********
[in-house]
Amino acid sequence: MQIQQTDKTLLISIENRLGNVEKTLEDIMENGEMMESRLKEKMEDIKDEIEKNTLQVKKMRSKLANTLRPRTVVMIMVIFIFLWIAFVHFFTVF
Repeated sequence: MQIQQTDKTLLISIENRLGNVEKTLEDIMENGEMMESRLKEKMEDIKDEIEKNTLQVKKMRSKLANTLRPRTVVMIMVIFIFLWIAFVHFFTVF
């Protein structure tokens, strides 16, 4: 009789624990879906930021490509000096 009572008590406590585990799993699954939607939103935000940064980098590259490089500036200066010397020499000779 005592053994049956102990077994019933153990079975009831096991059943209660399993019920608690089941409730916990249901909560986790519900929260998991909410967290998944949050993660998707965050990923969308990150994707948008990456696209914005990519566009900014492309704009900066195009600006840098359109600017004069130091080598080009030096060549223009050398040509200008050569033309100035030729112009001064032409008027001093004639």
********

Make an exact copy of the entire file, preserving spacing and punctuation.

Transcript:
[in-house]
Amino acid sequence: MQIQQTDKTLLISIENRLGNVEKTLEDIMENGEMMESRLKEKMEDIKDEIEKNTLQVKKMRSKLANTLRPRTVVMIMVIFIFLWIAFVHFFTVF
Repeated sequence: MQIQQTDKTLLISIENRLGNVEKTLEDIMENGEMMESRLKEKMEDIKDEIEKNTLQVKKMRSKLANTLRPRTVVMIMVIFIFLWIAFVHFFTVF
């Protein structure tokens, strides 16, 4: 009789624990879906930021490509000096 009572008590406590585990799993699954939607939103935000940064980098590259490089500036200066010397020499000779 005592053994049956102990077994019933153990079975009831096991059943209660399993019920608690089941409730916990249901909560986790519900929260998991909410967290998944949050993660998707965050990923969308990150994707948008990456696209914005990519566009900014492309704009900066195009600006840098359109600017004069130091080598080009030096060549223009050398040509200008050569033309100035030729112009001064032409008027001093004639």